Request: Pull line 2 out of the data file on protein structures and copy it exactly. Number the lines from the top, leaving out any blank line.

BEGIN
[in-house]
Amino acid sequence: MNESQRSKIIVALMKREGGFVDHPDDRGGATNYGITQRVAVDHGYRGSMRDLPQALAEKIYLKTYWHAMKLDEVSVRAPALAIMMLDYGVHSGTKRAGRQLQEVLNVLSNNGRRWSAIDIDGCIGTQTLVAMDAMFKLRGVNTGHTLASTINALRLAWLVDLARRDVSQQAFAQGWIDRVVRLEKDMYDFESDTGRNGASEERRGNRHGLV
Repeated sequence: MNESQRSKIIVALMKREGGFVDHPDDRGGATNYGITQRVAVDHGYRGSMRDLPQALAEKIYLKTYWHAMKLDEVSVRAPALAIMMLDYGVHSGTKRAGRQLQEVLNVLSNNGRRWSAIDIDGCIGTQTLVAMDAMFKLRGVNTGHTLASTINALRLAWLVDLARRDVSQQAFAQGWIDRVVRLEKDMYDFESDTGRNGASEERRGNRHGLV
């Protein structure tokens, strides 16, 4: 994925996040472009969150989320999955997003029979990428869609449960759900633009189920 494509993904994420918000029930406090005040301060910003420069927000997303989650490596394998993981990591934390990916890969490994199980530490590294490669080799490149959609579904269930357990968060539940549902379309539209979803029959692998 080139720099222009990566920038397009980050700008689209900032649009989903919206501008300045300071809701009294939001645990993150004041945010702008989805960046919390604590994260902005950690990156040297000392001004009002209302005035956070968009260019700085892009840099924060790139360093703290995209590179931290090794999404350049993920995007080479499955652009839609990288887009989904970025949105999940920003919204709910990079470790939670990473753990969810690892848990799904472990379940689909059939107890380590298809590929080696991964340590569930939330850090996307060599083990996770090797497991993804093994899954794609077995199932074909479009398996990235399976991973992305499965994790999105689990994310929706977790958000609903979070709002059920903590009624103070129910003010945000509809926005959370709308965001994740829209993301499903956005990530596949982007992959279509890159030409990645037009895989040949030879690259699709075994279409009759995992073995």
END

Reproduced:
Amino acid sequence: MNESQRSKIIVALMKREGGFVDHPDDRGGATNYGITQRVAVDHGYRGSMRDLPQALAEKIYLKTYWHAMKLDEVSVRAPALAIMMLDYGVHSGTKRAGRQLQEVLNVLSNNGRRWSAIDIDGCIGTQTLVAMDAMFKLRGVNTGHTLASTINALRLAWLVDLARRDVSQQAFAQGWIDRVVRLEKDMYDFESDTGRNGASEERRGNRHGLV